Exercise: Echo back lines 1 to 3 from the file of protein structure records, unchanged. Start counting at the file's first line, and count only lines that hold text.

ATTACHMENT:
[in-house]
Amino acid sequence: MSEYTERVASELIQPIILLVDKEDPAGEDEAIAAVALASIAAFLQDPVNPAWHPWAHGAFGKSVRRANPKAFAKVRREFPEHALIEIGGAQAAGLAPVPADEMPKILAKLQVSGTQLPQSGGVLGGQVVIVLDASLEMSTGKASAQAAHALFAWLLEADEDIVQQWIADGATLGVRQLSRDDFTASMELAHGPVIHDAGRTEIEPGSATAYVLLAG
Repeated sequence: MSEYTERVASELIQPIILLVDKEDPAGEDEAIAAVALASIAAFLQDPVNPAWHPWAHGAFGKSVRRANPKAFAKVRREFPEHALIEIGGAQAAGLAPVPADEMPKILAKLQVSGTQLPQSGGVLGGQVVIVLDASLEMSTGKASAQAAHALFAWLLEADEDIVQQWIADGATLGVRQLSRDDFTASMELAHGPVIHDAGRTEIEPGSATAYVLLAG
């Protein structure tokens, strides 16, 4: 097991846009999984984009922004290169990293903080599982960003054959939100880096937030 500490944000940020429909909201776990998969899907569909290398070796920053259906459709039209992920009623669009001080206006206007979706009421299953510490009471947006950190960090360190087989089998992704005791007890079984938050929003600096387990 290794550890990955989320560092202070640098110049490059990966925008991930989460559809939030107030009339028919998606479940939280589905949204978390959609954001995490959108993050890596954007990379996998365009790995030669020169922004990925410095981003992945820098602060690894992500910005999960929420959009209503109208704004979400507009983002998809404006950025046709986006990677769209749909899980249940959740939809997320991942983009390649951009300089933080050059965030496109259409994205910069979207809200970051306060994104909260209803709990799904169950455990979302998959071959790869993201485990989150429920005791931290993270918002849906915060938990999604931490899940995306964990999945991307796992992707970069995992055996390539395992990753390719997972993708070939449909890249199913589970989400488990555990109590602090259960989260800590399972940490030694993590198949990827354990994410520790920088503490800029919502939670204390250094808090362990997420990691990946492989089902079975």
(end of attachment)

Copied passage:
[in-house]
Amino acid sequence: MSEYTERVASELIQPIILLVDKEDPAGEDEAIAAVALASIAAFLQDPVNPAWHPWAHGAFGKSVRRANPKAFAKVRREFPEHALIEIGGAQAAGLAPVPADEMPKILAKLQVSGTQLPQSGGVLGGQVVIVLDASLEMSTGKASAQAAHALFAWLLEADEDIVQQWIADGATLGVRQLSRDDFTASMELAHGPVIHDAGRTEIEPGSATAYVLLAG
Repeated sequence: MSEYTERVASELIQPIILLVDKEDPAGEDEAIAAVALASIAAFLQDPVNPAWHPWAHGAFGKSVRRANPKAFAKVRREFPEHALIEIGGAQAAGLAPVPADEMPKILAKLQVSGTQLPQSGGVLGGQVVIVLDASLEMSTGKASAQAAHALFAWLLEADEDIVQQWIADGATLGVRQLSRDDFTASMELAHGPVIHDAGRTEIEPGSATAYVLLAG